Slugs, soil and new garden beds

I had been meaning to reconfigure the beds for years.

I was a bit alarmed when John and Neil appeared at my door and told me that the CVRD had sent them to repair the sewer pipes that ran directly under my freshly planted garlic. They were terribly apologetic about it, but they had a job to do and by the time it was over they left me an unexpected gift: a blank canvas.

I had been meaning to reconfigure the beds for years. The four foot beds were too wide and I wanted to reduce them to three, but my inner sloth prevented this from happening. Once the backhoe finished levelling the ground above the new pipes I realized that the regional district had done me a favour. I was out of excuses.

So, having measured new three foot beds with 18 inch pathways, popped out the hard pan, laid down top soil and composted the beds, I replanted my garlic and winter vegetables in a more efficient layout, faced with the same old enemies. For instance, what can be done about the terrestrial gastropod mollusc? That, according to Wikipedia, is the correct name to call slugs. I confess to having a few other names for them as well.

Last winter I covered some beds with plastic and tarp, reasoning that the soil might dry out and encourage slugs to seek a more amenable locale. That worked fairly well, but now they’re back. Since slugs are hermaphrodites (you can look that up on Wikipedia for yourself) I’ll bet they’re already pregnant and preparing to dominate my garden demographic.

Covering the beds with an impenetrable layer also prevents nutrients from washing away.

A new study of mammoth bones found that the more recent samples suffered from osteoporosis and researchers theorize their original owners died from malnutrition, because as glaciers receded subsequent rains washed away nutrients and the soil could no longer sustain nutritious vegetation.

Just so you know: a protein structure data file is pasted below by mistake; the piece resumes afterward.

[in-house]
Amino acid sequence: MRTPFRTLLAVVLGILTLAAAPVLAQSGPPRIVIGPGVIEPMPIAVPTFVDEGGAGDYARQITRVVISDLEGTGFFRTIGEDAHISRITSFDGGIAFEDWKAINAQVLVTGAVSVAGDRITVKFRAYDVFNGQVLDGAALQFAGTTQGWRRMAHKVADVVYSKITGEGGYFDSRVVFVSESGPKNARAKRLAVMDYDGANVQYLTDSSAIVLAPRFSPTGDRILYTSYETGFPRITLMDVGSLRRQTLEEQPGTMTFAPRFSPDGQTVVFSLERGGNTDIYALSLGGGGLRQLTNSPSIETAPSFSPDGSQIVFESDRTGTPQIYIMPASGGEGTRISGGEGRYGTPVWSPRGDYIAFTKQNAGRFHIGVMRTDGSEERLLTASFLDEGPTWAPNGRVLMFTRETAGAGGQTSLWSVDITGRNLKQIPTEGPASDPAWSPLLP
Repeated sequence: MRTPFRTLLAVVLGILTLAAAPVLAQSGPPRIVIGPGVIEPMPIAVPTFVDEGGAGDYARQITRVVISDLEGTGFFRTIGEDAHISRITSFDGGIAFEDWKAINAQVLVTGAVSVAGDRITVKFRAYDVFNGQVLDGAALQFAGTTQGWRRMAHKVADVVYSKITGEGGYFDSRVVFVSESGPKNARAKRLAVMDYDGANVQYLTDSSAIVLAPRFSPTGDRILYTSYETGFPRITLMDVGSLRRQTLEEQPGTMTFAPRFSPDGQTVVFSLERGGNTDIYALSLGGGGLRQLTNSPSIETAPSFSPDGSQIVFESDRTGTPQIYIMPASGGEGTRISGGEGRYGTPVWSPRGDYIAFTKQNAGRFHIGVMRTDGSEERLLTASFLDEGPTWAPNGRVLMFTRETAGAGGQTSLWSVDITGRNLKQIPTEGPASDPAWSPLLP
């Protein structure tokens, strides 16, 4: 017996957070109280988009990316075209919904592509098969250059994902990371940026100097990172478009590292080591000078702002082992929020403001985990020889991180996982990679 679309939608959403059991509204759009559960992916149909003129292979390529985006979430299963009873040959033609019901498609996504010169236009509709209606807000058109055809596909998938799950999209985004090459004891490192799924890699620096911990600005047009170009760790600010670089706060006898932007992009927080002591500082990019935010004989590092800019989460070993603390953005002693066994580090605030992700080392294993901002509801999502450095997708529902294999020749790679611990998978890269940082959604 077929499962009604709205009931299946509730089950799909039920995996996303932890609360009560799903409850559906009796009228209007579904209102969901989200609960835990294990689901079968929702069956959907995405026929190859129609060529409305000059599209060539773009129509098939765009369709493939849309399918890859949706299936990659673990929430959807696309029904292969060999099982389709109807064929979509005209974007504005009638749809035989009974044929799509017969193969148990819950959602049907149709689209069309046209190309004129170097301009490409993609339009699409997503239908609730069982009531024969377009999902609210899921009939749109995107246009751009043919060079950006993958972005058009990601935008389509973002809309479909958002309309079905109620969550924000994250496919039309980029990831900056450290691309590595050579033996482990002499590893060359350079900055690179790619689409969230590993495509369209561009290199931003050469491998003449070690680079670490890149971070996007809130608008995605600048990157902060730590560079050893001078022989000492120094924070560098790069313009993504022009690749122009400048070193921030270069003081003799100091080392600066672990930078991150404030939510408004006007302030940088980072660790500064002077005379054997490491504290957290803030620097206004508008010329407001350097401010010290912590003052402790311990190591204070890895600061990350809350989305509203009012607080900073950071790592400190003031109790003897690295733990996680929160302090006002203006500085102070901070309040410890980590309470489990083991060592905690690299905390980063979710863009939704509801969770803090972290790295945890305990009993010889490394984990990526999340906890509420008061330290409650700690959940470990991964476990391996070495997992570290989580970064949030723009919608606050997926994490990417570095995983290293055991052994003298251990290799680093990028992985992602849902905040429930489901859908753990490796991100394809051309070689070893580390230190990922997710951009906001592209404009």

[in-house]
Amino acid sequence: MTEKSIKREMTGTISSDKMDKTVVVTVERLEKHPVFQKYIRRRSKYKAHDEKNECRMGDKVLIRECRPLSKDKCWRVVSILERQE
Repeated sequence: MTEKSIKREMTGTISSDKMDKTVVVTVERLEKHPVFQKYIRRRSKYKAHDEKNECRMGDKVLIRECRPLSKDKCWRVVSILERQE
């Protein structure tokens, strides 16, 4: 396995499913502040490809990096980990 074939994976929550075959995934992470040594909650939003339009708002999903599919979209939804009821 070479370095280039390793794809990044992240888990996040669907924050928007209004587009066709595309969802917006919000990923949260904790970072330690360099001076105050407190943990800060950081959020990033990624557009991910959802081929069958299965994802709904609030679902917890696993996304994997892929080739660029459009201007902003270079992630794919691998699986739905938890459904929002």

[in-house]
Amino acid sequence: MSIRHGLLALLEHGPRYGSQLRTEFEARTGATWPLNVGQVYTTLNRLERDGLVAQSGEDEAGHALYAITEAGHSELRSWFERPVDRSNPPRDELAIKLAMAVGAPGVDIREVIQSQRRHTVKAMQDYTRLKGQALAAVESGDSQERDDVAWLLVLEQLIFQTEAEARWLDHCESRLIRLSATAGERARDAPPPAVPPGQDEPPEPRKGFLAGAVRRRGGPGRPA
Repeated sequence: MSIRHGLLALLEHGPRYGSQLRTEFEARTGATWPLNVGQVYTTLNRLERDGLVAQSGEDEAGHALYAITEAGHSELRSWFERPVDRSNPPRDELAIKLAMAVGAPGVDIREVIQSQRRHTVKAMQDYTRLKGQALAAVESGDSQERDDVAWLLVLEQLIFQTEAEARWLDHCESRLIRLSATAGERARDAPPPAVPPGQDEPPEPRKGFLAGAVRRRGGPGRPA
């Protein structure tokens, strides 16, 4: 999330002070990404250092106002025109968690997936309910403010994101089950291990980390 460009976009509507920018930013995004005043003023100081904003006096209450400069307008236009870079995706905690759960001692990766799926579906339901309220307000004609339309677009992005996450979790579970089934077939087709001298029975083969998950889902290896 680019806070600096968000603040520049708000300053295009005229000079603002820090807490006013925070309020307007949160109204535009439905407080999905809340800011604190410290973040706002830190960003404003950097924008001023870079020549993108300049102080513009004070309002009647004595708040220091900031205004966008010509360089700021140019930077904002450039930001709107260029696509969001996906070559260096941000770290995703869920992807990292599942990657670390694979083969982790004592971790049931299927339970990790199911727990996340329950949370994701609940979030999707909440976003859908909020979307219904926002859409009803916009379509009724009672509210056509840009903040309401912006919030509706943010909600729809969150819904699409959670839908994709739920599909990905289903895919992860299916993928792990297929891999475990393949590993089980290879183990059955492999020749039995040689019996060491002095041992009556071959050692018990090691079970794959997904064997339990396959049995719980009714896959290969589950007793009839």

We must ensure this doesn’t happen to us. Covering the soil during the rainy season should help. Composting vegetation grown in drier climates such as coffee grounds as well as plants from the sea should help as well, as long as the compost is protected against the rain.

My new beds are joined at one end of each path. Think of a comb, where the long beds are teeth attached to a foot wide spine. The spine allows soaker hoses to wind around from one bed to another and you can grow a few more plants there. Since it is only a foot wide it can easily be stepped over for access as needed.

I spread compost and cover crop over my beds before covering with plastic since I believe we’ve had enough rain to support some growth before the soil dries up, and it keeps the stellar jays from eating every last seed of crimson clover.

If you are unable to persuade the CVRD to tear up your back yard you can achieve the same result by burying a dozen old bones in your garden and borrowing a few large dogs to dig for them. By the end of a single afternoon you’ll be good to go.